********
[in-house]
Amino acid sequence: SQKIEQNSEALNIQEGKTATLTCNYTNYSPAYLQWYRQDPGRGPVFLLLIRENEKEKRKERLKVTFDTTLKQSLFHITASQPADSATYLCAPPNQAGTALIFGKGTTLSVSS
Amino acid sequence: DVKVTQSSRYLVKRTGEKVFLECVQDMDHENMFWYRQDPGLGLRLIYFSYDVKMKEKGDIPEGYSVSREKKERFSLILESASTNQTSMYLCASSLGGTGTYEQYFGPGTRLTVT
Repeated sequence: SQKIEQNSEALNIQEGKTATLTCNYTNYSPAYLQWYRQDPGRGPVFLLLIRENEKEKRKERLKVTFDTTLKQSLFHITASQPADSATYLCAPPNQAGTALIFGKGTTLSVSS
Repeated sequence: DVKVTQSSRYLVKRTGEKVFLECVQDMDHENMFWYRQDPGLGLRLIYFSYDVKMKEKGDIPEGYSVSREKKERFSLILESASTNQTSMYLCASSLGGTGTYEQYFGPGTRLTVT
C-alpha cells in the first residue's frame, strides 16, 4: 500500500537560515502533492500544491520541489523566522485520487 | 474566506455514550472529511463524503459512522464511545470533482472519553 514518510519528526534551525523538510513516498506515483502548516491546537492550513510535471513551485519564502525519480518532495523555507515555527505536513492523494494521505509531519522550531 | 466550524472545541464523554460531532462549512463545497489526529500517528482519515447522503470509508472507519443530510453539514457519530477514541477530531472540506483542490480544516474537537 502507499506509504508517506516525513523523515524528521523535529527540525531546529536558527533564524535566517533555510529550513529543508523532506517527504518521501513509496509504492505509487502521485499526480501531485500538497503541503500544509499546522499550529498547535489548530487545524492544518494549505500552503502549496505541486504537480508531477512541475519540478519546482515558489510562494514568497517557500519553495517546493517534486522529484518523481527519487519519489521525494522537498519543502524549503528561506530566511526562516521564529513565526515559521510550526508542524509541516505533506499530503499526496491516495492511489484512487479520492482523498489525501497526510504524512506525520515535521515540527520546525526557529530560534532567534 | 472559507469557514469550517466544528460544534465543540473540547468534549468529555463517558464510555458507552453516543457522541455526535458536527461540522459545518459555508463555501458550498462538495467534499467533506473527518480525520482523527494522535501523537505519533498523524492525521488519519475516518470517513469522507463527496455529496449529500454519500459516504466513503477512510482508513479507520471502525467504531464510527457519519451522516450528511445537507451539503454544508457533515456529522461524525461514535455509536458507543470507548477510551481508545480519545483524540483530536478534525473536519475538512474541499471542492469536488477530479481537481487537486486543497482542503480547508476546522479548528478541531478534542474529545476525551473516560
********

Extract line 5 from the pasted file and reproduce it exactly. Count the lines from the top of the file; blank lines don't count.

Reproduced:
Repeated sequence: DVKVTQSSRYLVKRTGEKVFLECVQDMDHENMFWYRQDPGLGLRLIYFSYDVKMKEKGDIPEGYSVSREKKERFSLILESASTNQTSMYLCASSLGGTGTYEQYFGPGTRLTVT